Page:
Look at the calculator on your desk. Chances are the sun powers your calculator. Just check for the familiar small, dark gray panels on the front of the calculator. If they are there, your calculator operates with solar panel technology.
How does that little solar cell help you do your job? It uses photovoltaic cells. Photovoltaic (PV) is combination of the words that mean light (photo) and electricity (voltaic). Photovoltaic cells or modules (groups of cells) convert the light of the sun directly into electricity. It may seem exotic to use photovoltaic cells to power a small hand calculator, but solar panel technology is being applied to more common uses every day.
Here's how PV cells turn sunlight into electricity. They are made of materials called semiconductors. A frequently used semiconductor is silicon. When the sun strikes the semiconductor, the silicon soaks up some of the light. This transmits the energy within the sunlight to the semiconductor.
The energy breaks the electrons free, permitting them to flow unrestricted. To make something useful of all these free-floating electrons, the cells use electric or magnetic fields that drive the free electrons to flow like river, creating a current.
By inserting metal contacts at the top and bottom the PV cell, we can extract the current to power something outside the cell, like your calculator. The total wattage (or power) is determined by the extracted current added to the cell's voltage.
Advances in solar panel technology may actual see the panel itself disappear. The newest and most promising advance is the dye-sensitized solar cell (DSC) technology. Michael Grätzel, a chemist at the Swiss Federal Institute of Technology, pioneered DSC, also called Grätzel cells, in 1991.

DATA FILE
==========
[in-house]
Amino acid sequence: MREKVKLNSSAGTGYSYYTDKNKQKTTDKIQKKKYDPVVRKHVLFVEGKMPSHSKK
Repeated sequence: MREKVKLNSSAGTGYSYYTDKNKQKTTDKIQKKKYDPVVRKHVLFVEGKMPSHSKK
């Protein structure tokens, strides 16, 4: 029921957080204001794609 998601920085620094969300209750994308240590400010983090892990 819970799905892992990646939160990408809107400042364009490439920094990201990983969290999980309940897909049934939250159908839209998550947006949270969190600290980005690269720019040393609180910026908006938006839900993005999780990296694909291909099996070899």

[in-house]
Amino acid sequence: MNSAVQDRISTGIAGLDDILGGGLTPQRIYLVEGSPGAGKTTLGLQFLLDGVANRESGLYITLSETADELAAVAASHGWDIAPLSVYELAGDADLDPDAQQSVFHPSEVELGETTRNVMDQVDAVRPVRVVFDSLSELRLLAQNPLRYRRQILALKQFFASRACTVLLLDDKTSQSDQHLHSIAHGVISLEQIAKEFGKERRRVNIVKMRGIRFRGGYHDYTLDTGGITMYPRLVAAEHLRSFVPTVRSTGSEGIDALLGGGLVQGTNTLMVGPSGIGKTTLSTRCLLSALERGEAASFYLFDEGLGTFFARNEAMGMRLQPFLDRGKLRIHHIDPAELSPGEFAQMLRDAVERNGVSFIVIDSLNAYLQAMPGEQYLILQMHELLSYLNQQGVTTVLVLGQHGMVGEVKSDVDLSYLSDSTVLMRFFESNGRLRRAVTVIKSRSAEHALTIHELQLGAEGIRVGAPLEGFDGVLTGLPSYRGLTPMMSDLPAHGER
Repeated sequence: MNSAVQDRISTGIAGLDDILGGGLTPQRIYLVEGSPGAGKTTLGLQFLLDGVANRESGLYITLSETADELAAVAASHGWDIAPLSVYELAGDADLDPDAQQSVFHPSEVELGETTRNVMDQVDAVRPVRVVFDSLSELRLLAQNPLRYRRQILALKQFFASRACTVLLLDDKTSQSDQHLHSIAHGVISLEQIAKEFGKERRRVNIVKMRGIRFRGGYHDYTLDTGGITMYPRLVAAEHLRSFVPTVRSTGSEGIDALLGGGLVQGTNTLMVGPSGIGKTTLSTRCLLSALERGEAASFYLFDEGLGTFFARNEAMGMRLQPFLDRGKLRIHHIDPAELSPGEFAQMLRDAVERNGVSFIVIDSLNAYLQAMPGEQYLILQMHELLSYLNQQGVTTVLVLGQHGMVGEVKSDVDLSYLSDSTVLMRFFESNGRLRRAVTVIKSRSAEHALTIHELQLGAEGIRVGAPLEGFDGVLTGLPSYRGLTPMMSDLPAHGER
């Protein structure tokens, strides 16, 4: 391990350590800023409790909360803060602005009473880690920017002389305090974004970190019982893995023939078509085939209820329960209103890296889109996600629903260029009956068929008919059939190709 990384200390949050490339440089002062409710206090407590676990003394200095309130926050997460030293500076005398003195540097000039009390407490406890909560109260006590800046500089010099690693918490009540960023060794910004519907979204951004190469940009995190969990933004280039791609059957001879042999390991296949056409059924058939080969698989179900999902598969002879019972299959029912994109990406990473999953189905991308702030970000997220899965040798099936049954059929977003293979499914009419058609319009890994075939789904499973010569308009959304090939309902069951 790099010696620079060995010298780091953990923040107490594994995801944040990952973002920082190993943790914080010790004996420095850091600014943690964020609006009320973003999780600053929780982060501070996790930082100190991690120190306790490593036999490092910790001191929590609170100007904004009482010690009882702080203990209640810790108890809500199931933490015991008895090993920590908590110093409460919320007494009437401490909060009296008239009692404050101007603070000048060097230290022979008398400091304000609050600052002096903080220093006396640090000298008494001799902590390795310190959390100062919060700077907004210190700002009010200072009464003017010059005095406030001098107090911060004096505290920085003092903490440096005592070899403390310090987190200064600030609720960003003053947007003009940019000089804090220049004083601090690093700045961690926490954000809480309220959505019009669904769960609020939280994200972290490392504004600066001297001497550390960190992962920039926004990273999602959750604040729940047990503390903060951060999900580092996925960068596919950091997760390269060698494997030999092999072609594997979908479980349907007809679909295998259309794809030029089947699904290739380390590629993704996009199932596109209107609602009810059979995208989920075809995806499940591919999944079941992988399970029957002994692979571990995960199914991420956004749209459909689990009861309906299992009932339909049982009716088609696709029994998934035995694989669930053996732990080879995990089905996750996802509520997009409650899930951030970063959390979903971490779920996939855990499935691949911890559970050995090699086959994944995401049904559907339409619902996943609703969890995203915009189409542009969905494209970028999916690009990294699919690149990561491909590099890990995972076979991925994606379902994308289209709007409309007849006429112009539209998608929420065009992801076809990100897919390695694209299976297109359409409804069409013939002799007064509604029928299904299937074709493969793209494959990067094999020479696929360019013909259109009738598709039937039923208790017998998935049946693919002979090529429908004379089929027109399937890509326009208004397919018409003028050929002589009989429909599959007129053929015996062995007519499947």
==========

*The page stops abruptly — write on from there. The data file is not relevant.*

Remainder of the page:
DSC is designed in layers: a photosensitive layer composed of nano-sized, ultrathin semiconductor crystals over a fine layer of titanium dioxide. When sunlight hits the photosensitive layer, the loose electrons collect on the layer of titanium dioxide and produce an electrical current. A dye made of amorphous organic material covers the titanium dioxide -- the dye absorbs sunlight and attracts free-flowing electrons, which creates a charge.
DSC lends itself to thin layers of photosensitive film. This transparent, lightweight, flexible and low-cost, sheets or dye film can be applied to the windows of your house or car, even to your sunglasses. The film generates a charge that can be applied to a small battery to power anything, including your phone or MP3 device.
The military even has applications for the DCS technology. The film can be applied to tents to power lights and laptops. In larger applications, it could power entire command centers. It could cover backpacks or be made into wearable solar panels and power a soldier's electrical devices, eliminating the need for bulky and heavy supplies of batteries.